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Sony Classics Announces Actors’ Showcase ‘Carnage’

6 Feb, 2012 By: Billy Gil


'Carnage'

Carnage is the kind of film that makes fans of the dramatic arts’ tongues wag. It’s a filmed presentation of a Tony Award-winning play by Yasmina Reza, adapted by Roman Polanski, starring four of the hands-down best actors alive: Christoph Waltz, John C. Reilly, Jodie Foster and Kate Winslet.

Sony Pictures Home Entertainment will release the Sony Classics film, which was nominated for two Golden Globes (for Foster and Winslet’s performances), March 20 (prebook Feb. 16) on DVD ($30.99) and Blu-ray ($35.99).

The story concerns two New York couples who come to meet because the son of one couple punches the son of the other. One couple, played by Waltz and Winslet, at first seem like stereotypical uppity Manhattanites, he on his phone every two minutes to discuss some Wall Street conundrum, she pressed and polite, eager to keep up appearances and smooth away her husband’s rudeness. Foster and Reilly, on the other hand, play, on the surface, a more down-to-earth couple, consisting of a bleeding-heart liberal who pushes fairness and justice upon her peers, and a working-class man who has worked his way up into the upper middle class and carries its associated manners but also a certain internal darkness.

The film takes these four and places them into a room, bouncing their conflicting views and veneers off of one another until all niceties melt away and what’s left is a truer, harsher view of humanity through these people.

“When the gloves come off, it’s pretty revealing,” Reilly said of the characters.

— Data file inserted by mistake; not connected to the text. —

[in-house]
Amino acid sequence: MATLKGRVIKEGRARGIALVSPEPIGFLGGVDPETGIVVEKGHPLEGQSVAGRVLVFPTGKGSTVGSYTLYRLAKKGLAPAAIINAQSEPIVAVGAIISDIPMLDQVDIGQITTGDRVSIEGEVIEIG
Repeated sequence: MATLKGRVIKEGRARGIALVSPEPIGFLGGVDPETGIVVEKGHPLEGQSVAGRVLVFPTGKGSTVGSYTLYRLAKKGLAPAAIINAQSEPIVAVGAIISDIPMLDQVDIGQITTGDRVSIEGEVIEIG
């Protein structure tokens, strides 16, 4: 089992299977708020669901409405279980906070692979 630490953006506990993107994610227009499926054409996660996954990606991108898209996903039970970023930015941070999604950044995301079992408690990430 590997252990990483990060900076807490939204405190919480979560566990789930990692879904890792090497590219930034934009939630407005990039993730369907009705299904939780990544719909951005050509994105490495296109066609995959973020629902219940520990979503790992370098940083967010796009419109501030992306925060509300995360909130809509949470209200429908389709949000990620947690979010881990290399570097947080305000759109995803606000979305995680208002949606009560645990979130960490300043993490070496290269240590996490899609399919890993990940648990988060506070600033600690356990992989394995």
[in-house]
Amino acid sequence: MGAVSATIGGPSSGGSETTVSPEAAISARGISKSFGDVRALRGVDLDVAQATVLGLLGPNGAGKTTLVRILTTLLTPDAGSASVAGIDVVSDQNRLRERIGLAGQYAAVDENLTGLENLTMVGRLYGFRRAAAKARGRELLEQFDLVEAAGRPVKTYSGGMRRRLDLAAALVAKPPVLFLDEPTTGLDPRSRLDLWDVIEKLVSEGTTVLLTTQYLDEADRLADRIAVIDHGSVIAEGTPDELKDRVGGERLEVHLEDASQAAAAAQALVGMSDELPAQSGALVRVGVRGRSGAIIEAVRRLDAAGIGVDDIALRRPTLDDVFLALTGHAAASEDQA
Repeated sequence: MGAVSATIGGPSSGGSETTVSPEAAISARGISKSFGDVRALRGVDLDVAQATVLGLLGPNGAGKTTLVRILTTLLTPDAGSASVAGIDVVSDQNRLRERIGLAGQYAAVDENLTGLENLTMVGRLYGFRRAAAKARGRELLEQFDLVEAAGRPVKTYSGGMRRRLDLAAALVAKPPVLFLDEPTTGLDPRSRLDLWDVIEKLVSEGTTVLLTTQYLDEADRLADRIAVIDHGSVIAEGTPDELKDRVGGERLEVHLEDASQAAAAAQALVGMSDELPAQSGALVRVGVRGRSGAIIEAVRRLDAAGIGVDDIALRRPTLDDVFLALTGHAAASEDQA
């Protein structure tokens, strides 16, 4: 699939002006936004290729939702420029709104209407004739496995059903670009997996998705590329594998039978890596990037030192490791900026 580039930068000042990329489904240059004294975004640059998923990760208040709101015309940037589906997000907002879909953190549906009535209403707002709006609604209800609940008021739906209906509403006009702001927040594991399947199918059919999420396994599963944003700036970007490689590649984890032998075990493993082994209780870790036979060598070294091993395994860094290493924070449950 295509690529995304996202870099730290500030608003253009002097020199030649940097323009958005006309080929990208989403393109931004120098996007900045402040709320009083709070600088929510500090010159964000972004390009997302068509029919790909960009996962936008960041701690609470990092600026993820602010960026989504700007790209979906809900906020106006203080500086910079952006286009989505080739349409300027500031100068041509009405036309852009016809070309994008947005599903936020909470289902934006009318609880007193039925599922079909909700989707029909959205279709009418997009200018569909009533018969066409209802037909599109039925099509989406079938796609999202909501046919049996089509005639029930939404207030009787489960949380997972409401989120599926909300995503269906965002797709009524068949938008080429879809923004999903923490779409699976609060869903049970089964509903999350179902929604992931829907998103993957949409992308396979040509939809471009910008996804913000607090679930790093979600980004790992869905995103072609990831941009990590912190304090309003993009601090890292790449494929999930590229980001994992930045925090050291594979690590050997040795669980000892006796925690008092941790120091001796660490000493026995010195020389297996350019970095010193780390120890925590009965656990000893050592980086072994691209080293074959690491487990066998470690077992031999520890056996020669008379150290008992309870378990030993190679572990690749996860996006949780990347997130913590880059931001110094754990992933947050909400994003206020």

With a film such as this in which nearly all of the action takes place in one room, between four characters, two weeks of rehearsals took place before anything was shot for the film. But don’t expect any of that rehearsal footage to make the home video release, according to Waltz.

“If I had a say in these things, I would do away with all this ‘behind-the-scenes, making-of’ rubbish,” Waltz said. “It’s nobody’s business. Why would you poke your nose in our rehearsals? Where do we then have our safe space where we try and make fools of ourselves and just fathom what it is we need to do?

“… It’s a huge drag, and I try to avoid making-ofs, EPKs, blah blah, ‘Can you explain your character?’ … Why would I? I would be doing myself and the story and, most of all, your experience watching the film, the greatest disservice possible. I’m just there to incarnate … the character that has no body when it was written.”

If there’s one particular sequence of Carnage sticks out in many viewers’ — and the actors’ — minds, it’s when Winslet’s character throws up the peach cobbler the nervous other couple has been foisting upon them. Her character runs off, mortified, to clean herself off, while the others stick around to deal with the mess.

“It was days of that. It was horrible. It was really gross,” Reilly said. “Everyone’s like, ‘Poor Kate, she had to vomit.’ I had to clean up Kate’s vomit.

“… Needless to say, I haven’t had cobbler since I made the movie.”

Regardless, Reilly said the cast of heavy-hitters got along smoothly.

“There wasn’t a diva in the bunch,” he said.

Both Waltz and Reilly had only the highest praise for Polanski, whose resume includes classics from Chinatown to The Pianist.

“If you look at his movies, the only thing that really kind of strings them all together is like, they’re excellent,” Reilly said. “They’re really well-made and beautifully photographed. … He has a lot of variety as a director. I thought this was a really gutsy movie for him to make.”

When asked what Polanski brought to his performance, Waltz replied: “Precision. Exactitude. Concreteness. All the qualities that I adore and that I really strive for and that I’m grappling with and fighting with, and where I derive all my inferiority complexes and all that.”

Perhaps that precision is why the film’s DVD and Blu-ray don’t include any deleted scenes.

“It’s all there,” Reilly said. “What we said is what’s in the movie.”

The DVD and Blu-ray do include a making-of of sorts in the form of an “Actor’s Notes” featurette, as well as a red carpet featurette and another dubbed “An Evening with John C. Reilly and Christoph Waltz.”



About the Author: Billy Gil


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